Around that same time I developed a passion for the film industry and started reading books on Film Production, thinking that maybe I could do a career change some time in the future – as you’re reading this I assure you that didn’t happen.
In the early 2000’s I started taking TaeKwonDo classes and developed a great sense for martial arts. I had to stop after an injury in my left foot during a tournament (I started it again years later, but it lasted just a few months. It was difficult to find enough time to dedicate to it. My next step is learning Krav Maga some time soon… and that’s the 4th year I’m saying “soon.”)
During that same period I started using English on the Internet whenever and however I could, asking people to correct me and not being afraid of committing mistakes.
That gave me wonderful new friends from different parts of the World.
In 2004, I made 2 friends from Greece – an archaeologist and a geologist – who quickly started giving me some tips on Greek; and I started loving that language.
During that time I started memorizing things just for fun. I began with a few words and numbers, and then was able to memorize dozens of pages. That ended up being very useful today. (I actually recall memorizing the Periodic Table with a friend during the 8th grade to play games during class break)
In 2005 I started reading more about ancient Egypt, Greek mythology and general History. From that point on I started loving archaeology and ancient languages, and then started studying ancient Greek and Hebrew so I could read the original texts of the Bible (and gave up on Latin after finding out it wasn’t the original language). Once again I thought I could one day do a career change to become an archaeologist – that also didn’t happen so far – I was VERY bad at History before college.
In 2006 I finished Computer Science and was ready to move to the next step: study Theology.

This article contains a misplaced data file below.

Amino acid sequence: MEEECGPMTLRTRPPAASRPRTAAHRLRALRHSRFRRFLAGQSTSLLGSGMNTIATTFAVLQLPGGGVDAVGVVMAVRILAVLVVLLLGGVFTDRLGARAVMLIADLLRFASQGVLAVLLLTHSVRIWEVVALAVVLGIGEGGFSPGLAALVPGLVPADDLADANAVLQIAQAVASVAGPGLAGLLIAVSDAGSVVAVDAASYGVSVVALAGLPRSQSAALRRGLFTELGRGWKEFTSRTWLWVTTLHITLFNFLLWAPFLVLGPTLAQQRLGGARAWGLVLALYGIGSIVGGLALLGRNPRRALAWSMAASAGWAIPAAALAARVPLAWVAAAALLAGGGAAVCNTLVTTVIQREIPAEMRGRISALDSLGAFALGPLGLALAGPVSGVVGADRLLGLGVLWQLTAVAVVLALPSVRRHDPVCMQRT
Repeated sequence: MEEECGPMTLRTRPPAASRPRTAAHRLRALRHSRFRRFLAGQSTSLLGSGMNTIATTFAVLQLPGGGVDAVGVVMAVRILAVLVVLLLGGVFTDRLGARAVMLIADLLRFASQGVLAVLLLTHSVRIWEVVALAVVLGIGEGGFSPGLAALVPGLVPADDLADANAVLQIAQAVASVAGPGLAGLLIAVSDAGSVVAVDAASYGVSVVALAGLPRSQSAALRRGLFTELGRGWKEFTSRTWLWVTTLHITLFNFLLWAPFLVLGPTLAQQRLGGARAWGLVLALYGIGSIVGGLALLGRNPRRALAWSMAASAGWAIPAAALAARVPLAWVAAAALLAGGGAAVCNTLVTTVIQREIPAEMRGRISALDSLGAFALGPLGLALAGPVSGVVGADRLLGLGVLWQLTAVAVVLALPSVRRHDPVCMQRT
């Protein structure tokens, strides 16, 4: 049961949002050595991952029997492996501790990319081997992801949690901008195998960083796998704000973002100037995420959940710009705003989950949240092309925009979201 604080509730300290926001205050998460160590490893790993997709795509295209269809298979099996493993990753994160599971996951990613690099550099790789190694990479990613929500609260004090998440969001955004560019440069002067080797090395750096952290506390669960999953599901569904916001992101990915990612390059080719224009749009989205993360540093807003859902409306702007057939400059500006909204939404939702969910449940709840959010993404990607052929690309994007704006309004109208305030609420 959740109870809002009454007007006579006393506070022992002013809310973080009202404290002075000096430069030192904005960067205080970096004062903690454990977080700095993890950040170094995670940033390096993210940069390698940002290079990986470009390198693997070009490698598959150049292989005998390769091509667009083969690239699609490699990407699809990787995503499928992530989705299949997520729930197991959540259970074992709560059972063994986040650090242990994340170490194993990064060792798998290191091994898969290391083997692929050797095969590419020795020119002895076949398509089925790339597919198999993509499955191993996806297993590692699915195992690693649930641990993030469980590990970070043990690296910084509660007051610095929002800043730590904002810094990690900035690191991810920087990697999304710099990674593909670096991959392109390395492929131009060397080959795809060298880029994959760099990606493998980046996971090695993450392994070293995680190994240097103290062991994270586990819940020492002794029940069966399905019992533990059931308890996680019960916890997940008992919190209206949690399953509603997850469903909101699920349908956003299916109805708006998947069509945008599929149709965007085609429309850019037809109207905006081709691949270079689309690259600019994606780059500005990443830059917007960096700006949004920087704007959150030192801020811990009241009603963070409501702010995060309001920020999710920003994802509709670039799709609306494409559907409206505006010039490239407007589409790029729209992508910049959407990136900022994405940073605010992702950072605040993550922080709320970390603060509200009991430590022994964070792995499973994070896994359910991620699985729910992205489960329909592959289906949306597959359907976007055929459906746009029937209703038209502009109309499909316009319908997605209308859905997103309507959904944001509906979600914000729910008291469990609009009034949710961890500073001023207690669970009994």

During that year I read many books about other religions, and got to read their own books as well, and that was one of the triggers to point me to Theology, not the opposite.
I was already too much into science and academia, and didn’t want to just go to a seminary. I didn’t want to study the Bible like it’s taught in churches, but I wanted to understand the reason behind all things, and in details – not that it was possible, but my curiosity was increasing each day.
Therefore, I moved to Curitiba in 2007 to study Theology in a school that was recognized as one of the best in that topic, academically speaking – and maybe liberal enough to some conservative people.
That was as 4 year bachelor’s course focused on history, psychology, philosophy, geography, leadership, and we also studied all books of the Bible with a scientific eye without removing the essence of spirituality; we also went through other religions and different school of thoughts.
I chose my “minor” in Exegesis, which is the interpretation of ancient texts – in this case, in Greek and Hebrew… and no, no Latin.
Still in 2007, I started dating the most amazing person I’ve ever met who is now my wife for 5 years, and who gives me support beyond any expectations.
She’s a loving Argentine girl, and quickly transformed me from “disgusting Spanish” to thanking everyday for the classes I once took – although we speak to each other mostly in Portuguese, in which she has no accent at all.